The trend towards smaller and more fuel efficient cars has caused Daimler to reconsider importing the next-generation of its compact cars to the U.S., with the CEO of the company, Dieter Zetsche, stating earlier this year that such a move is likely given the current market conditions.
Executives previously reversed a decision to bring the current Mercedes-Benz B-Class across the Atlantic because of fears it would damage the luxury brand’s exclusivity and the low dollar exchange rate would make it too expensive.
However, unexpectedly strong sales of the Smart Fortwo minicar are prompting renewed interest in selling the next-generation of the A- and B-Class in the U.S., but two major hindrances remaining to the decision include exchange rates and pricing--though the company hopes the new cars will be able to overcome these with lower costs.
Under a new plan, revealed to the Wall Street Journal by Daimler CEO Dieter Zetsche, Mercedes would import by 2012 at least one of four new compact cars currently in the works. It would be targeted at cars like the Audi A3, BMW 1-Series and the Mini Cooper.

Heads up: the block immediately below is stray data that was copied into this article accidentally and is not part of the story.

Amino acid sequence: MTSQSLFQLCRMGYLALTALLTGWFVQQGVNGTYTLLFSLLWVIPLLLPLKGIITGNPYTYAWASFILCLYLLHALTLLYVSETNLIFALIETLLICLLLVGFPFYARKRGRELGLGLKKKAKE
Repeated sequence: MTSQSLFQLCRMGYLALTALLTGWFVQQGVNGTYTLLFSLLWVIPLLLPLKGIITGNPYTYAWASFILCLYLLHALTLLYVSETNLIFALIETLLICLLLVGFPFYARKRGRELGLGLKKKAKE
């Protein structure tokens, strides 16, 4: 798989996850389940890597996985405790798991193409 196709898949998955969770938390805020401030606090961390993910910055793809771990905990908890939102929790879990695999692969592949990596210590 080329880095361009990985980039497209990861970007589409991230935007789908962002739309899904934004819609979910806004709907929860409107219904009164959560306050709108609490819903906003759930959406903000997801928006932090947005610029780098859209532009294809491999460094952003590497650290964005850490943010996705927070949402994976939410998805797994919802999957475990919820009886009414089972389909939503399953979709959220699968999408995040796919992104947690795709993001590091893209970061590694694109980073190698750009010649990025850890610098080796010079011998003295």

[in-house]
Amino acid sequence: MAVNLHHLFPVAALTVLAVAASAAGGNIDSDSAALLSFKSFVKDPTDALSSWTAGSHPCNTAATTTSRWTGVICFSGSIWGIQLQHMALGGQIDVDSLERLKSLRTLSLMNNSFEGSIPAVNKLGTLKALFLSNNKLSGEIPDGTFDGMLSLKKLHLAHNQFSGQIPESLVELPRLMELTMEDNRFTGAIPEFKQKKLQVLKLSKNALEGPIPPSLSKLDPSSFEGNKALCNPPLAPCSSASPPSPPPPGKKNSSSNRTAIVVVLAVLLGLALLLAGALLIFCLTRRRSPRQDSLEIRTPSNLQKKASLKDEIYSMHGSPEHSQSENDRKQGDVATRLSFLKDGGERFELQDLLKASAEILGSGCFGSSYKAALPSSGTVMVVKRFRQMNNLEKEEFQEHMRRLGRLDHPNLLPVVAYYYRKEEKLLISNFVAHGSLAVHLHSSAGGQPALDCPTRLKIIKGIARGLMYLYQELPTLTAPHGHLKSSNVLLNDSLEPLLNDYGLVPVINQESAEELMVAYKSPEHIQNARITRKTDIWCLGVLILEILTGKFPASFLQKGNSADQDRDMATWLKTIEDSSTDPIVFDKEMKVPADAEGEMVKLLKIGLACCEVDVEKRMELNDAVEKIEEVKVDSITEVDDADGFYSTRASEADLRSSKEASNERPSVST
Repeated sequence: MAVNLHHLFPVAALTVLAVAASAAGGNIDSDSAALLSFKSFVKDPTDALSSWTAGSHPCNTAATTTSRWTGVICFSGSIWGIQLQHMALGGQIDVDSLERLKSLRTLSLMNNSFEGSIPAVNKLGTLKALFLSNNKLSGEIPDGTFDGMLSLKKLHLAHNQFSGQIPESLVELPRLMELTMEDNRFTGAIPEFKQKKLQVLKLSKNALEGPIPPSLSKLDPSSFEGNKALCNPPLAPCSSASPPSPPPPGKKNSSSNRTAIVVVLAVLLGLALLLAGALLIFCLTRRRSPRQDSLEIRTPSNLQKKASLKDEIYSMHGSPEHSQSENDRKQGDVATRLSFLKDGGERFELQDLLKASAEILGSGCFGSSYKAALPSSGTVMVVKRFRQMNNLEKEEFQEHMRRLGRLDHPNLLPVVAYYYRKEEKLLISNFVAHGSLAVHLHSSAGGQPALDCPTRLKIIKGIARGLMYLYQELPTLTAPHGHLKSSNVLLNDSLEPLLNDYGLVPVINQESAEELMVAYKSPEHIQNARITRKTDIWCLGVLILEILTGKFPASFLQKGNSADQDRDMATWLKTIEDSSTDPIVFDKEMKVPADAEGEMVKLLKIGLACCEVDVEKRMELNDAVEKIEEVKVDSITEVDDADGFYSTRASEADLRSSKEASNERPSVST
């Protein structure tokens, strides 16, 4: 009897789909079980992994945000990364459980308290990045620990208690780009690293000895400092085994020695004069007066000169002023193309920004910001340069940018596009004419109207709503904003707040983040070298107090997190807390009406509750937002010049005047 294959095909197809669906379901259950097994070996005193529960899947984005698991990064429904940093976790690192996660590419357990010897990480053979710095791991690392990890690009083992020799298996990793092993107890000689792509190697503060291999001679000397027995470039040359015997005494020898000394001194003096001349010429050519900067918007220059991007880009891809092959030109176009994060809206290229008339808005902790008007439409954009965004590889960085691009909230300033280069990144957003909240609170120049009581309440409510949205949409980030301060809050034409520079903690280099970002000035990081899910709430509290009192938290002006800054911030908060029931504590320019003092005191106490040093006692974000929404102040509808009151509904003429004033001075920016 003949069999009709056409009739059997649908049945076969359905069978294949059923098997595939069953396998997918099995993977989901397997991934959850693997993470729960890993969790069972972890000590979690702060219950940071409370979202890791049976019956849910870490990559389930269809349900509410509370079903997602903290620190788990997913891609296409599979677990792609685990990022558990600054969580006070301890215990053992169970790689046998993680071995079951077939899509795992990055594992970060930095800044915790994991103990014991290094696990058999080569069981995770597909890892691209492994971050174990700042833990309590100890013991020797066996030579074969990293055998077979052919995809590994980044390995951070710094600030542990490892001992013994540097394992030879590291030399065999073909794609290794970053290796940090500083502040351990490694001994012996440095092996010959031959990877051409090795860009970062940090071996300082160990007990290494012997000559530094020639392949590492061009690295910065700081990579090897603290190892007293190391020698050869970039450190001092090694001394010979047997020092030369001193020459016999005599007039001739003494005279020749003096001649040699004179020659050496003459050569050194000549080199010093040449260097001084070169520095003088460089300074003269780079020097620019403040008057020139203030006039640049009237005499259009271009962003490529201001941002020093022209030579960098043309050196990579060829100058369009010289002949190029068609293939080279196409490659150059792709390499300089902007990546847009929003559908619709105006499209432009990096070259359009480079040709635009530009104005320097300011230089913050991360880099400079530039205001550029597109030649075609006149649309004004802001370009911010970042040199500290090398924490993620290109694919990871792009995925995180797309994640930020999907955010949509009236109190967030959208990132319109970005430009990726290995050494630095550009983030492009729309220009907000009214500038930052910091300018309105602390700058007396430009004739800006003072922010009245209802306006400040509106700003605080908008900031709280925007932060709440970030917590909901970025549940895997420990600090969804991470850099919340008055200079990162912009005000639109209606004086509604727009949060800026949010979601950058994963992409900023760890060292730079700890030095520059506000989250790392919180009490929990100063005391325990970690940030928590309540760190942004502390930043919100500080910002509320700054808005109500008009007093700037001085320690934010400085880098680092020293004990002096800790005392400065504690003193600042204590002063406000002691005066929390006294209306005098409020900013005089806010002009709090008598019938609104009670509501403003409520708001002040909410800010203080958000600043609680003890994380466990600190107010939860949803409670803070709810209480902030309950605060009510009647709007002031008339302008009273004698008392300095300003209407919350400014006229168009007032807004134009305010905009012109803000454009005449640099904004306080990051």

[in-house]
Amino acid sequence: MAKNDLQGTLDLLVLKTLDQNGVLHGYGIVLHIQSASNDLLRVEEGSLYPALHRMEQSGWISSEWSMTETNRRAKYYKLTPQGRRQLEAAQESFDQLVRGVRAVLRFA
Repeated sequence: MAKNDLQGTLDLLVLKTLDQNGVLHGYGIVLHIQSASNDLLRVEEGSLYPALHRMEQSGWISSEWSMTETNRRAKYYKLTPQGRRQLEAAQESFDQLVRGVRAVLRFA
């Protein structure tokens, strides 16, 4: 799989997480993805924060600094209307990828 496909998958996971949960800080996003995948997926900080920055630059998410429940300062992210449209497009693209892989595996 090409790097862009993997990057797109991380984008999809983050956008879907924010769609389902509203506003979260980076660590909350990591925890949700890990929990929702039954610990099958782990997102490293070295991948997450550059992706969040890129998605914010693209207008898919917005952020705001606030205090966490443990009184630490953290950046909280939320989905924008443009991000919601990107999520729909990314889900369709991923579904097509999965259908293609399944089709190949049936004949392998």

Adding a few gas-sipping compacts to its U.S. lineup could be a good move for Mercedes. New emissions and efficiency regulations will be implemented soon, and some fuel-efficient vehicles would help Mercedes’ fleet meet the EPA's stringent standards. Also, the new models could address the shifting needs of Mercedes buyers, since, according to Zetsche, the definition of "luxury" is slowly changing: "It will be fewer CO2 emissions and more modesty in appearance."
Pictured above is Mercedes’ BlueZero trio of concept cars that were unveiled earlier this year and are said to preview the styling direction of the new A- and B-Class models.